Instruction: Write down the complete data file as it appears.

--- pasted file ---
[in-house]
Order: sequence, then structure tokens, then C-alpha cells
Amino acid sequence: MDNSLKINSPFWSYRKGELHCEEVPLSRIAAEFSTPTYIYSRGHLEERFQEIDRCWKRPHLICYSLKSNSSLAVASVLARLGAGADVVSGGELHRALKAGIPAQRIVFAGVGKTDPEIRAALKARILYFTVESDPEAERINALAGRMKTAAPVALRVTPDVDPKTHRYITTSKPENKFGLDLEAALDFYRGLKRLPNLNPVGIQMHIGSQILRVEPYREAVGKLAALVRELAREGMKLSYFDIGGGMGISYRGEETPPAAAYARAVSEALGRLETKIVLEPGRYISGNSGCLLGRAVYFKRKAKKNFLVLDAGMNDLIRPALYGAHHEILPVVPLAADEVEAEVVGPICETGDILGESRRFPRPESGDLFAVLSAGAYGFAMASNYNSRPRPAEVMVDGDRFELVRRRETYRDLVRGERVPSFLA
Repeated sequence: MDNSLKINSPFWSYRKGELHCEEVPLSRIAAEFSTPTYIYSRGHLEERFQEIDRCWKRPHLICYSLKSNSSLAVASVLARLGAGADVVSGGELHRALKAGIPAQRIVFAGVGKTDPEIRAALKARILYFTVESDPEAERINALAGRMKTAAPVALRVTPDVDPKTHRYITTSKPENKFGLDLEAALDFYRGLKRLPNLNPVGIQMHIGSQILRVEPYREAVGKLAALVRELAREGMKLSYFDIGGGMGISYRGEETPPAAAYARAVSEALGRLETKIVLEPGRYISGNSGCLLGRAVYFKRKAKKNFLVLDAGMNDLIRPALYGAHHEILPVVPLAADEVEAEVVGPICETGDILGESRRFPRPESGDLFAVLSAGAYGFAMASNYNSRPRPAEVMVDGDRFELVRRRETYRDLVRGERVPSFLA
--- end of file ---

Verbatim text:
[in-house]
Order: sequence, then structure tokens, then C-alpha cells
Amino acid sequence: MDNSLKINSPFWSYRKGELHCEEVPLSRIAAEFSTPTYIYSRGHLEERFQEIDRCWKRPHLICYSLKSNSSLAVASVLARLGAGADVVSGGELHRALKAGIPAQRIVFAGVGKTDPEIRAALKARILYFTVESDPEAERINALAGRMKTAAPVALRVTPDVDPKTHRYITTSKPENKFGLDLEAALDFYRGLKRLPNLNPVGIQMHIGSQILRVEPYREAVGKLAALVRELAREGMKLSYFDIGGGMGISYRGEETPPAAAYARAVSEALGRLETKIVLEPGRYISGNSGCLLGRAVYFKRKAKKNFLVLDAGMNDLIRPALYGAHHEILPVVPLAADEVEAEVVGPICETGDILGESRRFPRPESGDLFAVLSAGAYGFAMASNYNSRPRPAEVMVDGDRFELVRRRETYRDLVRGERVPSFLA
Repeated sequence: MDNSLKINSPFWSYRKGELHCEEVPLSRIAAEFSTPTYIYSRGHLEERFQEIDRCWKRPHLICYSLKSNSSLAVASVLARLGAGADVVSGGELHRALKAGIPAQRIVFAGVGKTDPEIRAALKARILYFTVESDPEAERINALAGRMKTAAPVALRVTPDVDPKTHRYITTSKPENKFGLDLEAALDFYRGLKRLPNLNPVGIQMHIGSQILRVEPYREAVGKLAALVRELAREGMKLSYFDIGGGMGISYRGEETPPAAAYARAVSEALGRLETKIVLEPGRYISGNSGCLLGRAVYFKRKAKKNFLVLDAGMNDLIRPALYGAHHEILPVVPLAADEVEAEVVGPICETGDILGESRRFPRPESGDLFAVLSAGAYGFAMASNYNSRPRPAEVMVDGDRFELVRRRETYRDLVRGERVPSFLA